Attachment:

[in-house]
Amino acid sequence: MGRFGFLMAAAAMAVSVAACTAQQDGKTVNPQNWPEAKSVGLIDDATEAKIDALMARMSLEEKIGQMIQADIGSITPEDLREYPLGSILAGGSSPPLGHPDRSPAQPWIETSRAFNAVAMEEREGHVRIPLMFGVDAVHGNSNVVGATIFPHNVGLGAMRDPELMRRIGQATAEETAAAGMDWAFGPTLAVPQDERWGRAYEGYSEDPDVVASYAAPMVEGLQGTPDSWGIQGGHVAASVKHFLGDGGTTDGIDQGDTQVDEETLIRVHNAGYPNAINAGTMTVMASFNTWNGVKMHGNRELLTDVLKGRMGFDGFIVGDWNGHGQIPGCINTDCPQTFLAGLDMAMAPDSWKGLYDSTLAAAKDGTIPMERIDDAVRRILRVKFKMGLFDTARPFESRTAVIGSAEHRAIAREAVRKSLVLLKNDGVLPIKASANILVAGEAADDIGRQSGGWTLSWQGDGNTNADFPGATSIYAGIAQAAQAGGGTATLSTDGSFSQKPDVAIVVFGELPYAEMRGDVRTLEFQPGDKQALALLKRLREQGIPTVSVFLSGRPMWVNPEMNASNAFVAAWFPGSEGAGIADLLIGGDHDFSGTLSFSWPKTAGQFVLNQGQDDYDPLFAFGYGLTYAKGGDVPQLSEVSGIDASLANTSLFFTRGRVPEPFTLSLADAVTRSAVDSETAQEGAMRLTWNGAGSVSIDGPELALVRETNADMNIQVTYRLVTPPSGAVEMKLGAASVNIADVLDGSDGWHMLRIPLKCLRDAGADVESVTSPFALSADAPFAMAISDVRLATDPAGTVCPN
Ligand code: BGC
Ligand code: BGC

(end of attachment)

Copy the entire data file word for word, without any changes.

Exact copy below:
[in-house]
Amino acid sequence: MGRFGFLMAAAAMAVSVAACTAQQDGKTVNPQNWPEAKSVGLIDDATEAKIDALMARMSLEEKIGQMIQADIGSITPEDLREYPLGSILAGGSSPPLGHPDRSPAQPWIETSRAFNAVAMEEREGHVRIPLMFGVDAVHGNSNVVGATIFPHNVGLGAMRDPELMRRIGQATAEETAAAGMDWAFGPTLAVPQDERWGRAYEGYSEDPDVVASYAAPMVEGLQGTPDSWGIQGGHVAASVKHFLGDGGTTDGIDQGDTQVDEETLIRVHNAGYPNAINAGTMTVMASFNTWNGVKMHGNRELLTDVLKGRMGFDGFIVGDWNGHGQIPGCINTDCPQTFLAGLDMAMAPDSWKGLYDSTLAAAKDGTIPMERIDDAVRRILRVKFKMGLFDTARPFESRTAVIGSAEHRAIAREAVRKSLVLLKNDGVLPIKASANILVAGEAADDIGRQSGGWTLSWQGDGNTNADFPGATSIYAGIAQAAQAGGGTATLSTDGSFSQKPDVAIVVFGELPYAEMRGDVRTLEFQPGDKQALALLKRLREQGIPTVSVFLSGRPMWVNPEMNASNAFVAAWFPGSEGAGIADLLIGGDHDFSGTLSFSWPKTAGQFVLNQGQDDYDPLFAFGYGLTYAKGGDVPQLSEVSGIDASLANTSLFFTRGRVPEPFTLSLADAVTRSAVDSETAQEGAMRLTWNGAGSVSIDGPELALVRETNADMNIQVTYRLVTPPSGAVEMKLGAASVNIADVLDGSDGWHMLRIPLKCLRDAGADVESVTSPFALSADAPFAMAISDVRLATDPAGTVCPN
Ligand code: BGC
Ligand code: BGC